Robert Capa - Photographs New York Wednesday, October 11, 2023 | Phillips
  • The photograph offered here is the final black-and-white image made by Robert Capa on the day of his death on 25 May 1954. While he made a subsequent exposure on color film, the present image is the one illustrated in LIFE magazine in the days after his death, and the one which has become emblematic of his tremendous drive to capture combat on film.   


     “If he saw a good picture which could only be made with risk, he took the risk”
    —John Mecklin


    Robert Capa was called to Vietnam in 1954 as Viet Minh forces were gaining ground in their fight for independence in what was then known as French Indochina. Shortly after he arrived, the city of Dien Bien Phu fell to the Viet Minh and the French government stepped up efforts to quell increasing rebel activity along the Red River Delta, an agricultural area honeycombed with irrigation dikes and rice paddies. Along with LIFE writer John Mecklin, Capa accompanied French troops, many of them Vietnamese, along the road between the cities of Namdinh and Thaibinh. The convoy’s progress was halted repeatedly by ambushes, roadblocks, and landmines. Capa kept his cool and kept photographing. Mecklin wrote: ‘Capa was everywhere but always showing an expertness in calculated risk that only a man in his fifth war could know. He was cautious about crossing exposed areas, but if he saw a good picture which could only be made with risk, he took the risk’ (LIFE, 7 June 1954, 'A Great War Photographer and his Last Battle,’ p. 31).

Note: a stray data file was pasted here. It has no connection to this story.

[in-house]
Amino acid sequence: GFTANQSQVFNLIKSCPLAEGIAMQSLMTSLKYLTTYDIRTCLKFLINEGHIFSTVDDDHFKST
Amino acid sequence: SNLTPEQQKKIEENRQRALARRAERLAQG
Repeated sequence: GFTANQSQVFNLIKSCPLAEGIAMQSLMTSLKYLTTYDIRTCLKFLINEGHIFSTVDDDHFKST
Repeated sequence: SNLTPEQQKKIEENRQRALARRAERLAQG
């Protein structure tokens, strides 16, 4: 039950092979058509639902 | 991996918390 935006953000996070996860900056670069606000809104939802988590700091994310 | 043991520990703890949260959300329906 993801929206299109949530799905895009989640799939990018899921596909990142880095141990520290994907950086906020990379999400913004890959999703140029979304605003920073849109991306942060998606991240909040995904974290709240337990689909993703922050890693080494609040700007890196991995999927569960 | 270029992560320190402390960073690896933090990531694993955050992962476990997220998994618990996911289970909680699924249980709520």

As he photographed the conflict between French forces and the Viet Minh, and saw the plight of the local farmers and villagers caught between them, he conceived of a photo essay entitled Bitter Rice. As Mecklin wrote, his images from this assignment dramatized ‘the contrast of tanks next to peasants working in paddies, of men dying in the struggle for the rice harvest.’ During one halt on May 25 th, Capa left the road to find a good vantage point for a photograph of the fields. As he walked through a field he  stepped on a landmine which exploded and killed him. He was the first American correspondent killed in the conflict in Vietnam.

    • Provenance

      Gift of the photographer to a Japanese collector, 1980s
      Private Collection, California

    • Literature

      LIFE, 7 June 1954, 'A Great War Photographer and his Last Battle,' p. 33
      Whelan and Cornell Capa, Robert Capa: Photographs, p. 187
      Gnugnoli, Robert Capa, p. 123


Along the Road from Namdinh to Thaibinh, Red River Delta, Indochina

Gelatin silver print.
5 x 7 1/4 in. (12.7 x 18.4 cm)
Magnum and LIFE copyright credit stamps, annotations in pencil and ink in unidentified hands, and typed caption affixed to the verso.

Full Cataloguing

$4,000 - 6,000 

Contact Specialist

Sarah Krueger
Head of Department, Photographs


Vanessa Hallett
Worldwide Head of Photographs and Chairwoman, Americas


New York Auction 11 October 2023